Getting pregnant was never the problem for Jennifer Smith. Every time she and her partner tried to conceive, they were successful.
It was everything that came after that was hard — years of recurrent miscarriages without any explanation as to why. Smith, a library media specialist, says the time before she found answers was filled with “very difficult years full of a lot of anger and heartbreak.”
She would eventually be diagnosed with Polycystic Ovary Syndrome (PCOS), a condition that caused her to release a lot of poor-quality eggs every month. It was the reason why she was able to so easily get pregnant, and why those pregnancies never seemed to last.
There is no cure for PCOS, which is believed to affect at least one in ten women with symptoms ranging from infertility to irregular periods, acne, and weight issues, but there is hope. Two months after being diagnosed and beginning treatment, Smith got pregnant again. Today, she is the happy mom to a four-year-old son.
Understanding Polycystic Ovarian Syndrome (PCOS)
PCOS is about more than just infertility. While a lot remains unknown about its causes, reproductive endocrinologist Dr. Aimee D. Eyvazzadeh, describes the disorder as a metabolic condition that is likely genetic in nature.
While more research is required to develop a fuller understanding of why PCOS occurs, most believe the answer is likely a combination of genetics and environmental factors that lead to a hormonal imbalance between androgens (the “male hormones” like testosterone) and estrogen. Women with the syndrome have heightened levels of androgens that are typically to blame for many of the PCOS symptoms.
According to the CDC, PCOS affects somewhere between 6% and 12% of women in the U.S, and that rate appears to be on the rise. Determining a more exact number is difficult as there are few tests for identifying PCOS, and even fewer PCOS experts to treat patients. Diagnosis is further complicated by the fact that research now suggests there may be a polycystic ovarian spectrum, where women can have some of the identifying features of PCOS, including a degree of hormonal imbalance, but not meet all aspects of the clinical definition.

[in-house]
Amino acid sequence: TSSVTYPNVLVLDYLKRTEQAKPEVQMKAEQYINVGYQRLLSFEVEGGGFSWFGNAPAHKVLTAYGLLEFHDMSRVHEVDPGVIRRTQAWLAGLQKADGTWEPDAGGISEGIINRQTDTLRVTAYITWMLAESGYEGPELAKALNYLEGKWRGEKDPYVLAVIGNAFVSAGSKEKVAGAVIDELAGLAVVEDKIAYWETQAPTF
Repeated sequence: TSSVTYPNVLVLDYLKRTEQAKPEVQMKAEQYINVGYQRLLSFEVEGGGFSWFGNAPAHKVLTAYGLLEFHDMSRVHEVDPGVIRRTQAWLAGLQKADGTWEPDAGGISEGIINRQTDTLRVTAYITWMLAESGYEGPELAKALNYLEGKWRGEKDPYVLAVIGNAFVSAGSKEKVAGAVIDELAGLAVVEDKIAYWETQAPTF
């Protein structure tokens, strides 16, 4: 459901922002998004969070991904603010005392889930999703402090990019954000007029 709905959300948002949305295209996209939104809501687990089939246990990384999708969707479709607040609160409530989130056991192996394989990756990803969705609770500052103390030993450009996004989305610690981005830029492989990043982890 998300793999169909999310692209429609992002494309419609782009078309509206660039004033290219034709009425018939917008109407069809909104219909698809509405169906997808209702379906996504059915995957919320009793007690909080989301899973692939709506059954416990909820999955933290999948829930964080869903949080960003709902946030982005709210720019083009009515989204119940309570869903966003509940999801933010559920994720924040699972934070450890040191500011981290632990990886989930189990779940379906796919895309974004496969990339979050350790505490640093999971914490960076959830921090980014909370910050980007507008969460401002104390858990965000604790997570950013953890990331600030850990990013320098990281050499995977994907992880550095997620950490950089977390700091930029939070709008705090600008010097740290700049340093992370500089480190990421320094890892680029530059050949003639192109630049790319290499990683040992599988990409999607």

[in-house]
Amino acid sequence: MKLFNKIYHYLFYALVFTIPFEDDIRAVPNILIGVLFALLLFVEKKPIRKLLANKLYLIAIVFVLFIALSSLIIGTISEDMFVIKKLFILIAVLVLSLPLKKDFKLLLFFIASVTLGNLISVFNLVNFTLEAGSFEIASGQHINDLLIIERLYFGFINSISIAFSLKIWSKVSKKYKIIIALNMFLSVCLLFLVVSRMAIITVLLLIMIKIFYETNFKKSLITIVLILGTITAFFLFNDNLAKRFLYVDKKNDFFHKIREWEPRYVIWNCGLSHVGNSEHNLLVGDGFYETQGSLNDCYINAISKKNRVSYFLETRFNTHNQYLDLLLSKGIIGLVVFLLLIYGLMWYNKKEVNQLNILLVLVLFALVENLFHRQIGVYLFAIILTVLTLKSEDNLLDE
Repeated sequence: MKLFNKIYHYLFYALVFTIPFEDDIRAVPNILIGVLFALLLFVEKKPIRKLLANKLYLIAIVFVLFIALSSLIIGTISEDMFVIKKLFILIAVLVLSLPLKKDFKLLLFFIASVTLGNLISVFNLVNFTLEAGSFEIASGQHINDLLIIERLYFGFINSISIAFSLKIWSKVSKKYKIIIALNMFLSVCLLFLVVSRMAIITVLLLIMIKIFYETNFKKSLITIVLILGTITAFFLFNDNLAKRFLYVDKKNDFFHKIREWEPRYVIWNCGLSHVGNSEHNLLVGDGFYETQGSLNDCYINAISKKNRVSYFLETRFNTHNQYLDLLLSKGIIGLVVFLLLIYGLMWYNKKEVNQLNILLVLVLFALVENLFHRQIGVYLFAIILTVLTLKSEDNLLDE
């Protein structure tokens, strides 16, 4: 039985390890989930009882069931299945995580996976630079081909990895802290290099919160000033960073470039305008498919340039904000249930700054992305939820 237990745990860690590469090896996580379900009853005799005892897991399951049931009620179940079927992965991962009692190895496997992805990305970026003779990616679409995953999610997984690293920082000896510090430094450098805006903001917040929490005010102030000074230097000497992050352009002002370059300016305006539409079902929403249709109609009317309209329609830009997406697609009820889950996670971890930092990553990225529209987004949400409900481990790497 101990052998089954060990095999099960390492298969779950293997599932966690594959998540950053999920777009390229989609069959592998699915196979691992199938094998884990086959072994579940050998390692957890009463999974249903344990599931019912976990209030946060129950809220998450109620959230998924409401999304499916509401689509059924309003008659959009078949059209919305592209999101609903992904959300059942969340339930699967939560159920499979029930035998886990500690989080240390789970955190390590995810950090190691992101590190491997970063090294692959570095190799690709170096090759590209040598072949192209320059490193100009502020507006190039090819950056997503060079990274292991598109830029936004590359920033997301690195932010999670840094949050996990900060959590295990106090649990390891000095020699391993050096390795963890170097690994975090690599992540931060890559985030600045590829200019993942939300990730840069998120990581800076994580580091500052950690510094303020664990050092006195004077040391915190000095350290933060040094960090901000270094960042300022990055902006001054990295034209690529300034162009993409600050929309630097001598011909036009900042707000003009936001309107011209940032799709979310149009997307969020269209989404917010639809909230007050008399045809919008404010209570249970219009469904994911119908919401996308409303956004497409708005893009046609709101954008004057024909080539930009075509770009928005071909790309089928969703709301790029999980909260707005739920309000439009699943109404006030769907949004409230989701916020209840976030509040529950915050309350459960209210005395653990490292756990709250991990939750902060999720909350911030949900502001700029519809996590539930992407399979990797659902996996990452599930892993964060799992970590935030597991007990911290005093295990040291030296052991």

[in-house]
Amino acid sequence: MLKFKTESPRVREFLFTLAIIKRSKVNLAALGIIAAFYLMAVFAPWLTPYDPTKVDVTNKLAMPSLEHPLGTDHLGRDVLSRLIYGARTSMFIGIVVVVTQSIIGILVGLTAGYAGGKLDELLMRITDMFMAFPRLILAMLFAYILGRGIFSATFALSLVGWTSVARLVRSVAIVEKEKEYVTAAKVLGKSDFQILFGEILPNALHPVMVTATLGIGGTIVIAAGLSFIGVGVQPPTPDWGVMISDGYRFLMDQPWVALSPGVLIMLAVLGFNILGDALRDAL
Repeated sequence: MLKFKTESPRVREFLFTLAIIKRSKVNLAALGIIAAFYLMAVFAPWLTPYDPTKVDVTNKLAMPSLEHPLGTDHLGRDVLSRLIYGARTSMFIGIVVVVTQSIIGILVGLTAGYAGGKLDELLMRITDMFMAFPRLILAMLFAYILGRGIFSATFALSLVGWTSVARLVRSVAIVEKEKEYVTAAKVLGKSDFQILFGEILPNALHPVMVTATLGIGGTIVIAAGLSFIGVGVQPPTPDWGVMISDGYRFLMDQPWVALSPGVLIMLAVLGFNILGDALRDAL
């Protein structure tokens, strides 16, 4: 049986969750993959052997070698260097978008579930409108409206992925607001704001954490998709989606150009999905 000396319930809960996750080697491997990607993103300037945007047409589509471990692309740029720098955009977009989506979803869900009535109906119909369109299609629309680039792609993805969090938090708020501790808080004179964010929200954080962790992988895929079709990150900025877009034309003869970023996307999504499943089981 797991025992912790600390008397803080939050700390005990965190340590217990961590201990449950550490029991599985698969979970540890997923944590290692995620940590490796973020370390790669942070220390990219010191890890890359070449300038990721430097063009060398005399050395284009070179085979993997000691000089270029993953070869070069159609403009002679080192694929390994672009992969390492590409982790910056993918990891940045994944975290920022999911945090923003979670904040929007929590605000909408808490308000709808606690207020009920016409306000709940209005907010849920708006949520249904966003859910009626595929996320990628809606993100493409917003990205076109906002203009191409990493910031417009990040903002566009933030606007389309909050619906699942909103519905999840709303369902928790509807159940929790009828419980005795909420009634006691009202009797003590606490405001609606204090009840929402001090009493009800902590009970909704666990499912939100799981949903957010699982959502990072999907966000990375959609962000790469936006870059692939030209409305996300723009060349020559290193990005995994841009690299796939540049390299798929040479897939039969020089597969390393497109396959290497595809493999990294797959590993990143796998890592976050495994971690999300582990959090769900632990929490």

A recent study found it can take an average of two years and visits to multiple doctors for women to get a definitive diagnosis. “Sadly, I've seen patients in their late 30s not get a diagnosis until they see me,” Dr. Eyvazzadeh says. “They have reported their symptoms to doctors since their teenage years, but no one made the proper diagnosis.”
This was the case for Smith, who now believes she likely suffered from PCOS for years prior to her diagnosis at the age of 29.
Recognizing the Symptoms of PCOS
The symptoms of PCOS vary widely from woman-to-woman, as the experiences of the many celebrities who have opened up about their own diagnoses show: Victoria Beckham dealt with unpredictable periods and infertility; Daisy Ridley has been outspoken about her severe acne resulting from PCOS; and Lea Michele says she experienced weight fluctuations and skin problems.
To be diagnosed with PCOS, you must have at least two of these three signs: high levels of testosterone (also known as hyperandrogenism), erratic, infrequent, or absent periods, and cysts on your ovaries. Experiencing any of these can result in developing some of the symptoms of PCOS:
Irregular periods: One of the most common signs of PCOS is an erratic menstrual cycle due to disrupted hormones, which can prevent ovulation. While this is the main symptom, not all women, including Smith, experience missed periods or other easy-to-recognize symptoms.
Acne and Hirsutism: PCOS causes high levels of androgens, which can result in acne and unwanted hair growth that generally appears as coarse, dark hair in unexpected areas, like on the face or stomach.